Education Reform

A student in a course I am teaching on Shanghai and Globalization recently presented on the country’s experiments with education reform (also sometimes referred to as ‘quality education’). The aim of the reforms is to introduce creativity to the classroom without jeopardizing the teaching of basic skills.

My student was pretty skeptical about the success of these reforms. She remembers talk of ‘quality education’ from primary school but insists that in twenty years little has changed.

Teachers, she claims, are resistant to a student centered learning approach, and students are confused and irritated by courses that they do not understand.

The main obstacle to reform, however, as everyone agrees, is the fundamental importance of the gaokao 高考 – the standardized college entrance exam that for years shapes the lives of almost every teenager in China.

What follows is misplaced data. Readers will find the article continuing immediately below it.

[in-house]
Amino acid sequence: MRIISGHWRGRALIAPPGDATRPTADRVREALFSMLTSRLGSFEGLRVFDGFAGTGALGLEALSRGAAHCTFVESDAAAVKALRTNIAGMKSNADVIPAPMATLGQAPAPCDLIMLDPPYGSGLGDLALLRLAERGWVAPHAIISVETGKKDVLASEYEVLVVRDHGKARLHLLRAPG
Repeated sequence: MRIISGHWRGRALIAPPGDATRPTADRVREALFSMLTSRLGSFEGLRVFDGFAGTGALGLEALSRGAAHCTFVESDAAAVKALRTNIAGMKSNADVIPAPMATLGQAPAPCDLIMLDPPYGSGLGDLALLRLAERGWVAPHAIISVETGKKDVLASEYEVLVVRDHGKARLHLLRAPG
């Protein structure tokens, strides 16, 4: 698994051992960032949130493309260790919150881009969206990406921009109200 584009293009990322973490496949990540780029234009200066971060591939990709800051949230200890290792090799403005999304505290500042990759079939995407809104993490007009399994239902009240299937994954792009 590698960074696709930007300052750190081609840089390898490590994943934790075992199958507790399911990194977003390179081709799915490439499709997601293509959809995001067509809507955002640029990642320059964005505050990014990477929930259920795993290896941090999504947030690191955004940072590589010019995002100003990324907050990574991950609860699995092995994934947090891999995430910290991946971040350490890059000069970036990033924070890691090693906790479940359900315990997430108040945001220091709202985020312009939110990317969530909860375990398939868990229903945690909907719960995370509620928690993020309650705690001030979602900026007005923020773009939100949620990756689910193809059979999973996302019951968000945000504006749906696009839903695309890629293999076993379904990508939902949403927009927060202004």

Without a fundamental shift to the goakao system, the cramming, emphasis on memorization, rote learning, and extreme pressure will not change. Yet very few people – my student included – would support the abandonment of gaokao. The fear is that all that would replace it is guanxi and corruption.

As gaokao season approaches I will scan the local media for the inevitable stories on the intense preparations, pressure and debates that surround the test. For now this article on Slate gives a good introduction.

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